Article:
Investment Philosophy


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  • We invest client assets with as much focus, care and attention as we do our own.
  • We “eat our own cooking” by investing our own money in many of the same securities as those owned by our clients, but always putting their interest first when trading.
  • We endeavor to seek out undervalued securities with a margin of safety and remain patient enough to give them time to work. 
  • We endeavor to invest in securities possessing positive financial characteristics that tilt the odds of success in clients’ favor, rather than in Wall Street’s favor.
  • We select clients’ investments based on value, not by convention or popularity.  
  • We worry about the risk of permanent rather than short-term quotational loss of capital.   
  • With respect to individual stocks, we shop for values in all market segments, without letting artificial categories like big-cap, mid-cap or small-cap hinder us--we go where investment bargains or opportunities manifest themselves.
  • We spend a lot of time developing variant or contrarian views of potentially rewarding investments, whose attractive entry prices are created by the difference between our long-term view and the prevailing short-term consensus of Wall Street and the general public.
  • With respect to individual equities, we endeavor to diversify, but not over-diversify; with respect to mutual funds, we leave it to the fund managers to achieve diversification, unless the fund is designed to be non-diversified.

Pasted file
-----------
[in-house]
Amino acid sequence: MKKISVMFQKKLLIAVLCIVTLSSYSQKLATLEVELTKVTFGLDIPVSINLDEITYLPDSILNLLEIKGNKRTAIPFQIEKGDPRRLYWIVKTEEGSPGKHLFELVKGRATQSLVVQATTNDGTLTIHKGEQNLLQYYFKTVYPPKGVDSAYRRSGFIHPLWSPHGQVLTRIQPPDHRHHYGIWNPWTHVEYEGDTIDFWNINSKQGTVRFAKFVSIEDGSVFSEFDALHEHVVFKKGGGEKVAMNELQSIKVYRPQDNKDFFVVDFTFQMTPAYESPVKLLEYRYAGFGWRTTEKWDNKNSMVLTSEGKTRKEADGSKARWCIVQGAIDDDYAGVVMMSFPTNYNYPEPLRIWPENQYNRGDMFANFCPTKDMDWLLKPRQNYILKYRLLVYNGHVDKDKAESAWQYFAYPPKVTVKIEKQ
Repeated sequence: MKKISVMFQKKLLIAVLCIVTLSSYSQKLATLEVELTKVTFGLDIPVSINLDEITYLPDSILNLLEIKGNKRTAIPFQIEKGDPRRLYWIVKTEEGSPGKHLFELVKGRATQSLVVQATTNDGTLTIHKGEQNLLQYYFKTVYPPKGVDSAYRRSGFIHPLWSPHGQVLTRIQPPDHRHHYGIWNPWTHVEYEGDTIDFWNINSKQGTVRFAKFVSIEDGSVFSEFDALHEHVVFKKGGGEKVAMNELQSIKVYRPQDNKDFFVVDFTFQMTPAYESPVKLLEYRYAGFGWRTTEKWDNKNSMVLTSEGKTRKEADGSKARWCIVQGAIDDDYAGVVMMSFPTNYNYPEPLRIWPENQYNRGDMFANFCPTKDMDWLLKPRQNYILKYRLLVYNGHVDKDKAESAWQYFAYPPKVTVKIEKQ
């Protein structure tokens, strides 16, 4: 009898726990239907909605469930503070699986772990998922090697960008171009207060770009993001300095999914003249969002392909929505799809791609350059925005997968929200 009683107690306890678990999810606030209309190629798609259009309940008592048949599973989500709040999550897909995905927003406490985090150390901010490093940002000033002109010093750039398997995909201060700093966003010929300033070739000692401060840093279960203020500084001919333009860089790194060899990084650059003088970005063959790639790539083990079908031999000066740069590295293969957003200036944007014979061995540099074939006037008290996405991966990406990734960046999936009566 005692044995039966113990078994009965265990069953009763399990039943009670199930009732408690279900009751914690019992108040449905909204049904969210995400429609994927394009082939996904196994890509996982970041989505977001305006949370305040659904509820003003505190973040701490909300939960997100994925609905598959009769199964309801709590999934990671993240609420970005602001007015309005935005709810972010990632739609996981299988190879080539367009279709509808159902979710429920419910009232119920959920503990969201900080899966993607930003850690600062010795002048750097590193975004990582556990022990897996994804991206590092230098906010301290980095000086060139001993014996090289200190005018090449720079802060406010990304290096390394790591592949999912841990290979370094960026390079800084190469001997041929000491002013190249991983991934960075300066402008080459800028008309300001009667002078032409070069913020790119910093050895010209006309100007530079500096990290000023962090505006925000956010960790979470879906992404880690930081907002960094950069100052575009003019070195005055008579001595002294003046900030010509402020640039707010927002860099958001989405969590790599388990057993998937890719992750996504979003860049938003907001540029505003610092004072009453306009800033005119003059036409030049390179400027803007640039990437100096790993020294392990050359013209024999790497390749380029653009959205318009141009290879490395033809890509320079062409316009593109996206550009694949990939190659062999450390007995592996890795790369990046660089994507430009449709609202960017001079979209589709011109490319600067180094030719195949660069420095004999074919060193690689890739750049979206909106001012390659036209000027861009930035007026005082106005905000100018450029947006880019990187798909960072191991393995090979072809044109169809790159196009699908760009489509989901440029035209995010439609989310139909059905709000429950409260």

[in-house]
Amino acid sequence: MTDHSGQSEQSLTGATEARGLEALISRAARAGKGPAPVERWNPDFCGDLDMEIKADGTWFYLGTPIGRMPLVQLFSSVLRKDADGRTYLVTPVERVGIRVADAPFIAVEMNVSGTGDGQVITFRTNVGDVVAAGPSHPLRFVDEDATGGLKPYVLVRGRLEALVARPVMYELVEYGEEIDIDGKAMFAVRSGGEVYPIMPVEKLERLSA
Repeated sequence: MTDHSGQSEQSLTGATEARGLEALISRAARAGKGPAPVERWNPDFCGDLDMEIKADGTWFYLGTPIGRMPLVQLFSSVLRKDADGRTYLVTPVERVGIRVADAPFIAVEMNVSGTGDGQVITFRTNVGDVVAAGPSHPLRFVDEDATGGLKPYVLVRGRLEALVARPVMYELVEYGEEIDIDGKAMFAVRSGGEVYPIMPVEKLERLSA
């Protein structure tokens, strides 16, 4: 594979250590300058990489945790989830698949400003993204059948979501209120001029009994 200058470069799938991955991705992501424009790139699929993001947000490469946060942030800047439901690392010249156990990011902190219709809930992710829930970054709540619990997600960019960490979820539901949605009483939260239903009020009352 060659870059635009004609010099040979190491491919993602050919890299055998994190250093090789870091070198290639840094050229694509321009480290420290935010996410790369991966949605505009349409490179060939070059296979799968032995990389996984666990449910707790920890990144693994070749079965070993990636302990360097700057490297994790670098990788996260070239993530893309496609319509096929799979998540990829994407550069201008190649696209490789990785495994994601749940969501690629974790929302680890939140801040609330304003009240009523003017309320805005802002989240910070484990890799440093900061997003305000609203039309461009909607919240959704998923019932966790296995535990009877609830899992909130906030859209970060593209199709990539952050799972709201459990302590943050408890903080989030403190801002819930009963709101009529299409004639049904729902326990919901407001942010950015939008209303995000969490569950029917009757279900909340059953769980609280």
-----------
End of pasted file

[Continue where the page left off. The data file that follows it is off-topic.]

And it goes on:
• We regard clients’ investments as diversified ownership interests in real businesses, and not lottery tickets that are to be traded based on hunches, speculation or market fluctuations.
  • We manage clients’ assets using valuation techniques, and avoid trying to game crowd psychology by buying high and hoping to sell higher because of momentum (a.k.a. the “Greater Fool’s Theory” of investing).
  • We are mindful that we are all fallible in predicting the future, and refrain from believing we can time the market or game crowd behavior effectively; many have tried, but none has ever succeeded on a consistent basis.
  • We endeavor to analyze what the normalized earning power of a potential investment might be.  
  • We generally sell equity positions under one of four circumstances:  a) the stock has become grossly overvalued, b) after taking tax and transaction cost considerations into account, a much more compelling investment comes along, c) subsequent events following our stock purchase have demonstrated an unexpected and likely permanent deterioration in business value that does not appear to be adequately discounted by the current stock price, or d) the stock has become too large a position (generally defined as over 10% of the assets under management).



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